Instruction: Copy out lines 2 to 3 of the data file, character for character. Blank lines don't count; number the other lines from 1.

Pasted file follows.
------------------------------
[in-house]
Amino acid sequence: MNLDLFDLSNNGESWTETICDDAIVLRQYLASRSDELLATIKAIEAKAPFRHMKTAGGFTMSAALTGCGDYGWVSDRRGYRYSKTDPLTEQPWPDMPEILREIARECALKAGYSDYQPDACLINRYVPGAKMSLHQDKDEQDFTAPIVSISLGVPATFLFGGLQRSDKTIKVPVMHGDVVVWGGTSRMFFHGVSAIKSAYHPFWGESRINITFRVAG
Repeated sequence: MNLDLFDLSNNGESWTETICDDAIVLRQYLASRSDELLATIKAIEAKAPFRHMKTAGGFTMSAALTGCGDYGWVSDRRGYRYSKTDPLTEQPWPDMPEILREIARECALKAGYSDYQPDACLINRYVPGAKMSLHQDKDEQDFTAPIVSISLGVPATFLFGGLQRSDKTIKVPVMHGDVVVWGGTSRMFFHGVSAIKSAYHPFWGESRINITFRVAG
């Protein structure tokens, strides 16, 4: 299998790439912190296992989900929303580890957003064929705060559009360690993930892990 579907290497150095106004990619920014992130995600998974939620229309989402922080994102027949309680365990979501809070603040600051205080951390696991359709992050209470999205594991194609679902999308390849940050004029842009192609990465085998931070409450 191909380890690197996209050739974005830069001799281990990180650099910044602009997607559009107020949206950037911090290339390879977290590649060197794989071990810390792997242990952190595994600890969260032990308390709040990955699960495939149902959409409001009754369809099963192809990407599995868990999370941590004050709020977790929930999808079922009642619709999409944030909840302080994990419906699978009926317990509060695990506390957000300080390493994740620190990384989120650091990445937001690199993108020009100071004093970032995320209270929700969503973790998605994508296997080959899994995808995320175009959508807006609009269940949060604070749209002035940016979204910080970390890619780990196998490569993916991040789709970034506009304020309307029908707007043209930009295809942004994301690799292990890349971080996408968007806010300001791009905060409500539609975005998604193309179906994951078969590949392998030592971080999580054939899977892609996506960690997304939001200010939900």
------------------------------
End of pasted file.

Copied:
Amino acid sequence: MNLDLFDLSNNGESWTETICDDAIVLRQYLASRSDELLATIKAIEAKAPFRHMKTAGGFTMSAALTGCGDYGWVSDRRGYRYSKTDPLTEQPWPDMPEILREIARECALKAGYSDYQPDACLINRYVPGAKMSLHQDKDEQDFTAPIVSISLGVPATFLFGGLQRSDKTIKVPVMHGDVVVWGGTSRMFFHGVSAIKSAYHPFWGESRINITFRVAG
Repeated sequence: MNLDLFDLSNNGESWTETICDDAIVLRQYLASRSDELLATIKAIEAKAPFRHMKTAGGFTMSAALTGCGDYGWVSDRRGYRYSKTDPLTEQPWPDMPEILREIARECALKAGYSDYQPDACLINRYVPGAKMSLHQDKDEQDFTAPIVSISLGVPATFLFGGLQRSDKTIKVPVMHGDVVVWGGTSRMFFHGVSAIKSAYHPFWGESRINITFRVAG